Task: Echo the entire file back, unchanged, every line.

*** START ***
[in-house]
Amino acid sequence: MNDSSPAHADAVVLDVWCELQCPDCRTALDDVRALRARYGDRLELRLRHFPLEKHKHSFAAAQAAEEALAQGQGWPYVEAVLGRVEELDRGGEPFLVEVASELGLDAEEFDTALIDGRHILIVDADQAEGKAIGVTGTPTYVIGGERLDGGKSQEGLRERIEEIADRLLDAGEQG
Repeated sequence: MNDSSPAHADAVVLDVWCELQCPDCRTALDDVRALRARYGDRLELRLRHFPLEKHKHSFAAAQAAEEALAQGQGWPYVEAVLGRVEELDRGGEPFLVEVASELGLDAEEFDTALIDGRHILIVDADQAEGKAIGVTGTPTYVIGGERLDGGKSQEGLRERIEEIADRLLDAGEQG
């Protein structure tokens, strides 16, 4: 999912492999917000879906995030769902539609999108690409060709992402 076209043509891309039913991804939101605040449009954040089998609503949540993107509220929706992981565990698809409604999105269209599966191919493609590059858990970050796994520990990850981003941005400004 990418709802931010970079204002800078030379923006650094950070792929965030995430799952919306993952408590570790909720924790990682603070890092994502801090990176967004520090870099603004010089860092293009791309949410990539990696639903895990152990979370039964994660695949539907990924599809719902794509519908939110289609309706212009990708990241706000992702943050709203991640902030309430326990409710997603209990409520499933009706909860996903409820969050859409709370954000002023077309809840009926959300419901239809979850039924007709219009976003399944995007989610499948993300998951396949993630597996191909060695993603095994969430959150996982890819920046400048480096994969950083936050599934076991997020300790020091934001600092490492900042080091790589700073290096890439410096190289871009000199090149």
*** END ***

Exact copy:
[in-house]
Amino acid sequence: MNDSSPAHADAVVLDVWCELQCPDCRTALDDVRALRARYGDRLELRLRHFPLEKHKHSFAAAQAAEEALAQGQGWPYVEAVLGRVEELDRGGEPFLVEVASELGLDAEEFDTALIDGRHILIVDADQAEGKAIGVTGTPTYVIGGERLDGGKSQEGLRERIEEIADRLLDAGEQG
Repeated sequence: MNDSSPAHADAVVLDVWCELQCPDCRTALDDVRALRARYGDRLELRLRHFPLEKHKHSFAAAQAAEEALAQGQGWPYVEAVLGRVEELDRGGEPFLVEVASELGLDAEEFDTALIDGRHILIVDADQAEGKAIGVTGTPTYVIGGERLDGGKSQEGLRERIEEIADRLLDAGEQG
């Protein structure tokens, strides 16, 4: 999912492999917000879906995030769902539609999108690409060709992402 076209043509891309039913991804939101605040449009954040089998609503949540993107509220929706992981565990698809409604999105269209599966191919493609590059858990970050796994520990990850981003941005400004 990418709802931010970079204002800078030379923006650094950070792929965030995430799952919306993952408590570790909720924790990682603070890092994502801090990176967004520090870099603004010089860092293009791309949410990539990696639903895990152990979370039964994660695949539907990924599809719902794509519908939110289609309706212009990708990241706000992702943050709203991640902030309430326990409710997603209990409520499933009706909860996903409820969050859409709370954000002023077309809840009926959300419901239809979850039924007709219009976003399944995007989610499948993300998951396949993630597996191909060695993603095994969430959150996982890819920046400048480096994969950083936050599934076991997020300790020091934001600092490492900042080091790589700073290096890439410096190289871009000199090149």